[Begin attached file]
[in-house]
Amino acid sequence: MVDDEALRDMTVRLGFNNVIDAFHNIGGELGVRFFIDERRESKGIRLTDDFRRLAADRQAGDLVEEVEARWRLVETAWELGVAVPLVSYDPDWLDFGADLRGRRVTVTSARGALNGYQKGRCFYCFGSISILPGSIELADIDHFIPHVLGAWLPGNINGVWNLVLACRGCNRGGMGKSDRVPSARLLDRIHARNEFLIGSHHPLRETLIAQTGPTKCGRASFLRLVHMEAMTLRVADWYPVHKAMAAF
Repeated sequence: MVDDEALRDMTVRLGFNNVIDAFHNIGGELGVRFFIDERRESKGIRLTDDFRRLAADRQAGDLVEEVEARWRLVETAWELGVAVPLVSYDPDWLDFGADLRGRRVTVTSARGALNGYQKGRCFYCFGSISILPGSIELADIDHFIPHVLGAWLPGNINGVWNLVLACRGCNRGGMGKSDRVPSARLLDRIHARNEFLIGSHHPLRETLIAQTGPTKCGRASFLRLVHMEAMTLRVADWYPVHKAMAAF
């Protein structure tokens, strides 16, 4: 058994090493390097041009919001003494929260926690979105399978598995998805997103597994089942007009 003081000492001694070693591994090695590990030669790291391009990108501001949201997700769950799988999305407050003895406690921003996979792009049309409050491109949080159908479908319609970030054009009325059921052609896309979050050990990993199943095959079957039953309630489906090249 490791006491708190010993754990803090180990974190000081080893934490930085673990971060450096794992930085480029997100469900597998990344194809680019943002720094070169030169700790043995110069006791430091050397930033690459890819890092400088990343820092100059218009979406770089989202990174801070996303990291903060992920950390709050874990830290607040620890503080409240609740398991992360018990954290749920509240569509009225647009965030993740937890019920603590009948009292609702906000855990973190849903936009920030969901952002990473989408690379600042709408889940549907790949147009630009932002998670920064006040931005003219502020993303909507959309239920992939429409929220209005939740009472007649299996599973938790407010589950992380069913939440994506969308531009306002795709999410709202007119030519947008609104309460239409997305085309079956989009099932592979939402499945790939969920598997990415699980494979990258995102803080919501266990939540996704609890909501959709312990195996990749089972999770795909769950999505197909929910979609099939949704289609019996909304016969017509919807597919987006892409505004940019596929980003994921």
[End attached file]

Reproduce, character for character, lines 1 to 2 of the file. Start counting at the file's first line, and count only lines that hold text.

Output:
[in-house]
Amino acid sequence: MVDDEALRDMTVRLGFNNVIDAFHNIGGELGVRFFIDERRESKGIRLTDDFRRLAADRQAGDLVEEVEARWRLVETAWELGVAVPLVSYDPDWLDFGADLRGRRVTVTSARGALNGYQKGRCFYCFGSISILPGSIELADIDHFIPHVLGAWLPGNINGVWNLVLACRGCNRGGMGKSDRVPSARLLDRIHARNEFLIGSHHPLRETLIAQTGPTKCGRASFLRLVHMEAMTLRVADWYPVHKAMAAF